When outcome measures (Figure 1 in the source article) are evaluated, urinary and fecal continence only occur in ∼50% of individuals by adulthood, which is a gradual increase from childhood rates. This reveals that numerous factors likely affect achieving bladder and bowel continence. Evidence from other National Spina Bifida Patient Registry articles4,5 reveal that the timing and frequency of surgeries that might impact continence vary among registry sites. Another confounding factor regarding continence may be a philosophy of waiting until a person with SB is “ready” to be continent rather than proactively addressing this issue. Family readiness and individual self-management skills may also impact continence rates. Because recent research reveals that continence (particularly bowel) might affect quality of life,6 ongoing discussions between the family and the PCP can help identify and clarify family goals and facilitate communication with subspecialty providers to achieve improved continence.

Most procedures that are performed to address alignment or improve function and that impact mobility occur in childhood. Ambulation status and mobility decrease with increasing age; only one-third of individuals with myelomeningocele are characterized as community ambulators by their late teenage years. Although providers must always be aware of the possibility of symptomatic tethered cord, a decline in independent mobility should also be viewed as part of SB’s natural history in the face of some degree of motor paralysis. It is harder and less efficient to walk with crutches and braces than to use a wheelchair when weight, energy expenditure, and the functional burden of keeping up with peers are considered. The PCP can support patients and families during these changes with the goal of promoting acceptance, participation, and inclusion in school, social, and community activities.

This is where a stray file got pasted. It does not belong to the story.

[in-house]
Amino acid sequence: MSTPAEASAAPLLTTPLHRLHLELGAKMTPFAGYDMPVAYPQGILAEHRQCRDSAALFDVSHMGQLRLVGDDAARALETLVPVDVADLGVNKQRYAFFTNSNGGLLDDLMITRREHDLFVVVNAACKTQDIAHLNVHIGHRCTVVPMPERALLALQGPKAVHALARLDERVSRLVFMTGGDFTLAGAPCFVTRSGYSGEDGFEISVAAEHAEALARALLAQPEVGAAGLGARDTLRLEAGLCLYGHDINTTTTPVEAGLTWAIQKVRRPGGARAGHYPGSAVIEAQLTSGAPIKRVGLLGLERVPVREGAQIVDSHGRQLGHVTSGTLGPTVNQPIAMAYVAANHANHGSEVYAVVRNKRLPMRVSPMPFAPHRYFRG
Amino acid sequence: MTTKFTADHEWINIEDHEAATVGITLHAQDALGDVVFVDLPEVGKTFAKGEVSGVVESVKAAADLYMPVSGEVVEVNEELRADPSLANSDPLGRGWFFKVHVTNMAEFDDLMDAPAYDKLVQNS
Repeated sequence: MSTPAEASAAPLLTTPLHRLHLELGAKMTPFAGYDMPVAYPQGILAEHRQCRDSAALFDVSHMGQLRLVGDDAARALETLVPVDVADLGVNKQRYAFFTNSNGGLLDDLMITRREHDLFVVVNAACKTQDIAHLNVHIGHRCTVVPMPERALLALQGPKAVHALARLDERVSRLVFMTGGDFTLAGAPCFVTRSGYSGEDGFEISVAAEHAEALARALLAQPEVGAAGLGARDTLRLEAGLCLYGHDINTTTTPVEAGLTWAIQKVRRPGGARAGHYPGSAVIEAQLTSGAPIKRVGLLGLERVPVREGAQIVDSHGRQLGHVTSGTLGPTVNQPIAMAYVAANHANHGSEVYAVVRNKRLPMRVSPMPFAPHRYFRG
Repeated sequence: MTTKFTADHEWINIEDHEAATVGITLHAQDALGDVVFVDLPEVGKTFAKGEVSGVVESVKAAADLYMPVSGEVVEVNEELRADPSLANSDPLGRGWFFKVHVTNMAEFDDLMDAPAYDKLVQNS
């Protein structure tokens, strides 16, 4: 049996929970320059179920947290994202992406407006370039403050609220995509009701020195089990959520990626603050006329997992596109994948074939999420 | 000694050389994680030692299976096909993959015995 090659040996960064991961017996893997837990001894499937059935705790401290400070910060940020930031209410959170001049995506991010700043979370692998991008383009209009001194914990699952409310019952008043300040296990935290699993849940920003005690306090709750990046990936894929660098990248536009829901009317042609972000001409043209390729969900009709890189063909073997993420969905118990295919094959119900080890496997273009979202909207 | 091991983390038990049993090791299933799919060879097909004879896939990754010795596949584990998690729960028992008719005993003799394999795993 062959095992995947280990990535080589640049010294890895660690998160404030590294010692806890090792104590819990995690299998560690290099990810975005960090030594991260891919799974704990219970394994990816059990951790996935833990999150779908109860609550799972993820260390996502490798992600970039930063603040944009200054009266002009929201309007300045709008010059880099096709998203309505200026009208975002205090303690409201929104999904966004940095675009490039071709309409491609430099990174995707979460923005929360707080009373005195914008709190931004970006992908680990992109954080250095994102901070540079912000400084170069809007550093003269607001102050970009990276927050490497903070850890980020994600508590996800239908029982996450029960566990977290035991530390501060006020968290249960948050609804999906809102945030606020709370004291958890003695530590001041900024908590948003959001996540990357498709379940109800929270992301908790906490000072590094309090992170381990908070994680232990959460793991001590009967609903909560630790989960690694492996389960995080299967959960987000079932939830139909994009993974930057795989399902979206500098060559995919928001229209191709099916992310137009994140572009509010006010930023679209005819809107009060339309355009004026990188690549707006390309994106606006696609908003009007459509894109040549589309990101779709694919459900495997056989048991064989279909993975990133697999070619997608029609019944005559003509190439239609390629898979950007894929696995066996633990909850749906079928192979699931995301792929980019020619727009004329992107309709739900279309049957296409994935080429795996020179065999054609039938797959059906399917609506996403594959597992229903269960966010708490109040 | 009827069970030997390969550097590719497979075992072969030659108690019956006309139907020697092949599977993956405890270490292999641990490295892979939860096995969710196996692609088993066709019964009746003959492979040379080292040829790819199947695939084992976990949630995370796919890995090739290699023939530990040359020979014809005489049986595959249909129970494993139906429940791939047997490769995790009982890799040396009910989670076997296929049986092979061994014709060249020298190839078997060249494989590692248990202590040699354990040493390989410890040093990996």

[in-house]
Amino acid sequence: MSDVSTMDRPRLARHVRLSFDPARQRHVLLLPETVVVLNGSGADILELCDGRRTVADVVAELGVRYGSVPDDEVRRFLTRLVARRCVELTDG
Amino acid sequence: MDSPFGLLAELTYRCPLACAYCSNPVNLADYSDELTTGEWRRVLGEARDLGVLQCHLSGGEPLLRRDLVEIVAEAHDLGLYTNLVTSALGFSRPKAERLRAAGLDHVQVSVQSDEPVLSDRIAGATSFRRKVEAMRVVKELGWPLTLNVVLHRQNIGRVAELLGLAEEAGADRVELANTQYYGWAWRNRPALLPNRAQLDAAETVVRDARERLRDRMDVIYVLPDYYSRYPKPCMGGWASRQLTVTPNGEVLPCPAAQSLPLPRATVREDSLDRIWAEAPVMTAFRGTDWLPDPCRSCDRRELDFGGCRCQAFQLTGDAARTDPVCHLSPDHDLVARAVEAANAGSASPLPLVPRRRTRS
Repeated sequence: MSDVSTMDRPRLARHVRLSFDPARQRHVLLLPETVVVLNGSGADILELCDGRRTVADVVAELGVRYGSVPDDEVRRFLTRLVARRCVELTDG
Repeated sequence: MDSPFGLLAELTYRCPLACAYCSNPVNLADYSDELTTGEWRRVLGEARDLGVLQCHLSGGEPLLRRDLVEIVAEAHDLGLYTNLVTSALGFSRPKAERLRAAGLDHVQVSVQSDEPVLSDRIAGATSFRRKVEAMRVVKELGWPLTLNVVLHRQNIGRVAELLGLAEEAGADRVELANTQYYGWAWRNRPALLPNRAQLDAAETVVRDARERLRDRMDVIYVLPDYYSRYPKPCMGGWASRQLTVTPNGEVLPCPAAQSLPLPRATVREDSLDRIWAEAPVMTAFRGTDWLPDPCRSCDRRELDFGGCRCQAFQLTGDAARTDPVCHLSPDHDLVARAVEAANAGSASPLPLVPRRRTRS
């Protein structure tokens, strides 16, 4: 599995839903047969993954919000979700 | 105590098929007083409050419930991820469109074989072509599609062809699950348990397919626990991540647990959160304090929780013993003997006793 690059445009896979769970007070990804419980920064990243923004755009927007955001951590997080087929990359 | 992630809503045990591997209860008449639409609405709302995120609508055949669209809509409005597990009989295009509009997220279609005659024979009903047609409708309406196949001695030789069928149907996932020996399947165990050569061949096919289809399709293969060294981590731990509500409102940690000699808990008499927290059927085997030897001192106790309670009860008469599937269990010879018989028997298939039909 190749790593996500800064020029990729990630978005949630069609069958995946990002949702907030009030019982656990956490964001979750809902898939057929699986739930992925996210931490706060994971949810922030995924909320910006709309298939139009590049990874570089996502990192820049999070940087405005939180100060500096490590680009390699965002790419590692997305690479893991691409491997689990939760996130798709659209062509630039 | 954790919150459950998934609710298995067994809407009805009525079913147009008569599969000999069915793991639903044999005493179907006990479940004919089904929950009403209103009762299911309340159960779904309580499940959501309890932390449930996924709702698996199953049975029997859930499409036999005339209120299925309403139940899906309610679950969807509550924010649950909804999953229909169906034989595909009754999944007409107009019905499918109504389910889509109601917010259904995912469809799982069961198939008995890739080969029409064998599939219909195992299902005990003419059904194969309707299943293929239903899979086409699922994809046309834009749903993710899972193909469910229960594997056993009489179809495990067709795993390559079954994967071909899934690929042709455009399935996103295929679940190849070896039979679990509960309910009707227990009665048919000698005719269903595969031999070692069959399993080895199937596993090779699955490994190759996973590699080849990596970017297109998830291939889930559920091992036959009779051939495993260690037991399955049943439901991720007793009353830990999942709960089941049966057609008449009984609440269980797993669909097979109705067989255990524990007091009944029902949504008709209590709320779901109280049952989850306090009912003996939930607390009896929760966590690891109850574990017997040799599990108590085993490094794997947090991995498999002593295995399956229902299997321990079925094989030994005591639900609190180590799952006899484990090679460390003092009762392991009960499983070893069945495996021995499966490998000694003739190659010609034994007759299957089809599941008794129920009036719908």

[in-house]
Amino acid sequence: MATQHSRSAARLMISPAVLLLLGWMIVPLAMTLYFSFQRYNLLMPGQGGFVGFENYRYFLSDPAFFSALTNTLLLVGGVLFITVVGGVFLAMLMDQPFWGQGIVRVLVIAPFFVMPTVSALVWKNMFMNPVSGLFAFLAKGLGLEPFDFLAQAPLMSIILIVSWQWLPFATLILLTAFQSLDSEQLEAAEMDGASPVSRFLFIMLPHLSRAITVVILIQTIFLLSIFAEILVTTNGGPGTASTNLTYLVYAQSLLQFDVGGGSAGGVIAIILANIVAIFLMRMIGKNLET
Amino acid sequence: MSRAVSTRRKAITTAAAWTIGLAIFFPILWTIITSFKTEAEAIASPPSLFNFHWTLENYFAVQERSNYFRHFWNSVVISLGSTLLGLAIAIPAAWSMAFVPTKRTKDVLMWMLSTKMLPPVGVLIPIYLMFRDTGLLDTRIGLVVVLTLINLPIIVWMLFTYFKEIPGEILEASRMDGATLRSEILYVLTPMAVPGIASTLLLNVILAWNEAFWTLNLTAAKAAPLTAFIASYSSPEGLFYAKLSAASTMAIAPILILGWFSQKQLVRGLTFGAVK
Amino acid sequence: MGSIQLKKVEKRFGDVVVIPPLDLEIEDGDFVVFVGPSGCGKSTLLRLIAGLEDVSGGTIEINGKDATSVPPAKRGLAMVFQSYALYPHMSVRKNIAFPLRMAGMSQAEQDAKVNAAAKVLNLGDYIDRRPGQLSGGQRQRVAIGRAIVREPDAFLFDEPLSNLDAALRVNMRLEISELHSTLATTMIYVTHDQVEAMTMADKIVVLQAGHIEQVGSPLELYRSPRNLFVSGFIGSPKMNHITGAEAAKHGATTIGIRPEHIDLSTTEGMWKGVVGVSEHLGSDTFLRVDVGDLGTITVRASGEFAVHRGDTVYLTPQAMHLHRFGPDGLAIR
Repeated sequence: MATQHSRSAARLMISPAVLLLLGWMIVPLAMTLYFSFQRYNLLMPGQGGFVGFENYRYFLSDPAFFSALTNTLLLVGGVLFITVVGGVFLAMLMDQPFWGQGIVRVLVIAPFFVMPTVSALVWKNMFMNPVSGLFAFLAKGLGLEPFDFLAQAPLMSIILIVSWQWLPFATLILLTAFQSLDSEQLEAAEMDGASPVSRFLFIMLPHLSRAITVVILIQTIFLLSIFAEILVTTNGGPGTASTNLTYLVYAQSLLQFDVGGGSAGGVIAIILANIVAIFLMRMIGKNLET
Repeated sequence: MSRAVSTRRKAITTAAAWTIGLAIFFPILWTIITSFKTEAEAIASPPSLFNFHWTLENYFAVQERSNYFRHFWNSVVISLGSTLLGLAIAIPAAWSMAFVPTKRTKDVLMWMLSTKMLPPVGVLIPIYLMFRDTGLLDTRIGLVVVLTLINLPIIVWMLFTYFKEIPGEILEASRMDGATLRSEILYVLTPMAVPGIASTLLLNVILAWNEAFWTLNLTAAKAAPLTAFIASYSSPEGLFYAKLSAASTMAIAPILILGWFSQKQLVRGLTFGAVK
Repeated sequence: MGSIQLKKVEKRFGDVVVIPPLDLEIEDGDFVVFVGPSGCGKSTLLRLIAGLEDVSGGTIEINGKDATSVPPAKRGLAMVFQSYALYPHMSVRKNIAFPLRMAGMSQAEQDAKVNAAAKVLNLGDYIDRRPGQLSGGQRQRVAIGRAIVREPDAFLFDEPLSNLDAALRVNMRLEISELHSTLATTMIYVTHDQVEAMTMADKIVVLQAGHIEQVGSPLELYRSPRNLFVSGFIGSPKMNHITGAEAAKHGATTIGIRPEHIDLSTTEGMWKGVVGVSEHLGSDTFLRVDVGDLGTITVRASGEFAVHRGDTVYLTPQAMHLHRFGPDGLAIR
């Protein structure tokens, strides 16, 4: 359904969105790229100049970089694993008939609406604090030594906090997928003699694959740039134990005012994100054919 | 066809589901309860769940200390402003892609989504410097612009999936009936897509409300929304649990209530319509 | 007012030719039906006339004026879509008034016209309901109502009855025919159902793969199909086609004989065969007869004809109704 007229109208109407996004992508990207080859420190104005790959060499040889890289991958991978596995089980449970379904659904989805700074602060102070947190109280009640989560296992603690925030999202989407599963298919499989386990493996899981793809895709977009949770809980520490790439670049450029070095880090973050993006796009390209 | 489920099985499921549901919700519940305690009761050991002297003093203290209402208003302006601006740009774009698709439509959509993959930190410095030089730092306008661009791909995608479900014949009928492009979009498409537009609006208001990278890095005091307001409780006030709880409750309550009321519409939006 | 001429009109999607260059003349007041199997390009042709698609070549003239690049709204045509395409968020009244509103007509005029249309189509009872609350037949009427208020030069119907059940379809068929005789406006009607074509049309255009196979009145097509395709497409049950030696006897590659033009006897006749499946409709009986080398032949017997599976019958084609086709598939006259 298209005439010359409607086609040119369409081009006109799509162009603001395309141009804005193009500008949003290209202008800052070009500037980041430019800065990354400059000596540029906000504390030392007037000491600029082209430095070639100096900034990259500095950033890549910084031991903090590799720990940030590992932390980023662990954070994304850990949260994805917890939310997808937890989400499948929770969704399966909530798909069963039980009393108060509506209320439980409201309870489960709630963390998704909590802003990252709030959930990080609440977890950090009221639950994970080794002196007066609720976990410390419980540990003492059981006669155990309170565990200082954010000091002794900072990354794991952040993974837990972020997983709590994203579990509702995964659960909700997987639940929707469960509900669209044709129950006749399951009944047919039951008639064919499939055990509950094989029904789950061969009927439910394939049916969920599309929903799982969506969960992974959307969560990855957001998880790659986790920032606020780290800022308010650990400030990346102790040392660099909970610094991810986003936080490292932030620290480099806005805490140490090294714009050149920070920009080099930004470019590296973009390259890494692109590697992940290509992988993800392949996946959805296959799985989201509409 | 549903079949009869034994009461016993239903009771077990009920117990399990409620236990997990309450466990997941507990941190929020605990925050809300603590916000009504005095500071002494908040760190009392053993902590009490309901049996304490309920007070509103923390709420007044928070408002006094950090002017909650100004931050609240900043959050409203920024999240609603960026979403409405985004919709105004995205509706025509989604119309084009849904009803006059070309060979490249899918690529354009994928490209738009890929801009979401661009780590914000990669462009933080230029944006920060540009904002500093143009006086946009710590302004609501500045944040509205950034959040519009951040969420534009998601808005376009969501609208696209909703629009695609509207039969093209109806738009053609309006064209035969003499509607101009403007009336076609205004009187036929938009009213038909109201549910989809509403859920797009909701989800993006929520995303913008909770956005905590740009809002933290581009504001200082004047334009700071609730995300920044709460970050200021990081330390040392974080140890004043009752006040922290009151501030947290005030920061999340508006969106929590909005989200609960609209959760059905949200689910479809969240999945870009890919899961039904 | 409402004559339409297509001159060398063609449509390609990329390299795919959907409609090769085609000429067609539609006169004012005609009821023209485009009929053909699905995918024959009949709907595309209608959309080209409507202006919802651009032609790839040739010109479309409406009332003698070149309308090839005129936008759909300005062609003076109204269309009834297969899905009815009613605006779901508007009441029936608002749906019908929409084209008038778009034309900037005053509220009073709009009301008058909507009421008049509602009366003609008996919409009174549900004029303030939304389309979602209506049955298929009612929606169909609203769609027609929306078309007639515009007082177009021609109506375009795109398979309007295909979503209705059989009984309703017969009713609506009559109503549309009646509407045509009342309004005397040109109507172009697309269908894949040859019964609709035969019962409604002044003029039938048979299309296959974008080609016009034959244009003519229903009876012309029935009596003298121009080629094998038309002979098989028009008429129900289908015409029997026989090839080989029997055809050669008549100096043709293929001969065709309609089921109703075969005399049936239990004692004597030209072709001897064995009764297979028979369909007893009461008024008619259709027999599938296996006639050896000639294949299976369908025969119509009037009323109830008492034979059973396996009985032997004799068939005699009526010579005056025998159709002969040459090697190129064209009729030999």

Skin breakdown occurs more frequently as age increases and is a potentially preventable cause of morbidity and mortality in SB.7,8 Being aware of this risk, educating patients and families about preventive strategies, and routinely monitoring for skin breakdown is an important task for the PCP.

Although subspecialty care is necessary for individuals with SB, optimal health outcomes cannot be achieved without PCP involvement. Data from this article can be used to support pediatricians in that important role.

     
  • PCP

    primary care pediatrician

  •  
  • SB

    spina bifida

FUNDING: No external funding.

COMPANION PAPER: A companion to this article can be found online at www.pediatrics.org/cgi/doi/10.1542/peds.2017-3730.

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Competing Interests

POTENTIAL CONFLICT OF INTEREST: Dr Brei serves as a site investigator for the National Spina Bifida Patient Registry, and Dr Walker is a site principal investigator for the National Spina Bifida Patient Registry.

FINANCIAL DISCLOSURE: Dr Brei receives financial support to serve as the Spina Bifida Association’s medical director through a contractual agreement between the Spina Bifida Association and the Department of Pediatrics at the University of Washington School of Medicine; and Dr Walker has indicated he has no financial relationships relevant to this article to disclose.